He’s the best fit for the Bears, and they should look to scoop him up with the eighth pick.
9. San Francisco 49ers
Calvin Ridley (WR/Alabama)
The 49ers have found (and secured) their quarterback of the future.
After trading a second-round pick to the Patriots for Jimmy Garoppolo and going 5-0 with him as their starter, the team inked Jimmy G to a five-year, $137.5 million deal that, at the time, made him the highest-paid player in the NFL. After a 1-10 start, the team finished the year with six wins and will look to build around Garoppolo to compete for a playoff spot in the very near future.
Adding a wide receiver like Calvin Ridley would be a big boost to the Niners’ offense. Ridley is the only receiver in this draft class with the complete combination of speed, route-running ability, and hands. I actually like the upside of receivers such as Oklahoma State’s James Washington or SMU’s Courtland Sutton more than Ridley’s, but the Alabama product is the safest choice out of this year’s wide receiver class.
He would add to a receiving core whose best receiver, as of the moment, is Marquise Goodwin. Ridley would become a solid second receiver opposite Goodwin’s speed on the outside. The 49ers have their franchise quarterback, but they need to surround him with talent at the skill positions in order for them to have sustainable success on offense.
10. Oakland Raiders
Roquan Smith (LB/Georgia)
This one just feels right.
Roquan Smith is the best linebacker in the 2018 Draft, and a gap of about three-and-a-half-miles separates him from the number-two choice. Smith’s tape doesn’t “pop”; it explodes. He’s an athletic linebacker with a nose for the play, as he’s often involved in pass coverage or making a tackle. He won the Butkus Award as the nation’s best linebacker this past season and ranked in the top ten in the country in total tackles. Smith has it all; his one weakness is that he is undersized (6’1″, 236) but he compensates for that with elite effort and tremendous discipline.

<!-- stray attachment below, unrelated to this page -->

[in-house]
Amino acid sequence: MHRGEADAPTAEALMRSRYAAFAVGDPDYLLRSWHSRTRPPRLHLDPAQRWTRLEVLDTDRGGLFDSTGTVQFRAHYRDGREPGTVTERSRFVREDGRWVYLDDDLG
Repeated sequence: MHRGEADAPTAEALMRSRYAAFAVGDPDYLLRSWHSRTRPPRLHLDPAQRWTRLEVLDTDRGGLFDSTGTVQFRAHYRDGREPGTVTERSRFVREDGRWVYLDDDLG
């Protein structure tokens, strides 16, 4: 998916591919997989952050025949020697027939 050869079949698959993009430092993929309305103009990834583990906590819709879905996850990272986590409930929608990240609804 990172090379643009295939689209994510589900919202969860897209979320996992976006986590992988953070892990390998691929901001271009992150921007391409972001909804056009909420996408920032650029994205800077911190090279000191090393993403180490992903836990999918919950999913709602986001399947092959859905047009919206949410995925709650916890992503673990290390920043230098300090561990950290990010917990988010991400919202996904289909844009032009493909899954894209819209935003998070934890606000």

The Raiders, who were one of the worst defenses in the league a season ago, could use a little of both.
Smith is versatile; he could help the Raiders, under new (old?) head coach Jon Gruden, in pass coverage and in the run game. He’s a slightly underrated prospect; I have him in the top five and he should be taken by a team in the top ten next month. The way things look right now, that team is the Oakland Raiders.
Smith would be a tremendous help for a team looking to jump back into contention in the AFC West. He’s also one of the best players in this year’s draft, and he would be an absolute steal for the Raiders at ten.
Hi Everyone! I wrote an article this week for my school’s newspaper, The Fordham Ram. It is filed in what is called the “Overtime” section, which is a series of longform pieces that I get to write every third edition. You can access the article here.
The Philadelphia Eagles and New England Patriots met in Super Bowl XXXIX on February 6, 2005. The game was quietly one of the better Super Bowls of all time; the Patriots won 24-21, but the Eagles kept the game close throughout and likely would have won had it not been for four turnovers, three of which were committed by quarterback Donovan McNabb. The Eagles also got 122 yards from Terrell Owens, who played that game with two screws and a metal plate in his ankle and deserves to be in the Hall of Fame. Anyway, the two teams meet in the big game again, two days short of thirteen years later.
The stakes are as follows. If the Patriots win, they will seal their sixth Super Bowl championship and tie the Steelers for the most Super Bowl victories in NFL history. Tom Brady’s sixth ring will add to his already-ridiculous résumé as the greatest quarterback the sport has ever seen, and Bill Belichick will add his sixth championship as an NFL head coach and eighth as a head coach or an assistant.
If the Eagles win, it will be their first Super Bowl victory in three appearances (1980, 2004); Philadelphia is one of thirteen NFL teams without a Super Bowl victory. The win would be head coach Doug Pederson’s first as an assistant or head coach in the league; Pederson won a Super Bowl ring as a backup quarterback for the Packers in 1996. Philadelphia would also be the eighth team to win a Super Bowl with a different quarterback than the one they had at the start of the season, as Nick Foles took over for MVP candidate Carson Wentz in Week 14. The odds are undoubtedly stacked against Philadelphia, but their pole-climbing, dog-mask-toting fans wouldn’t have it any other way.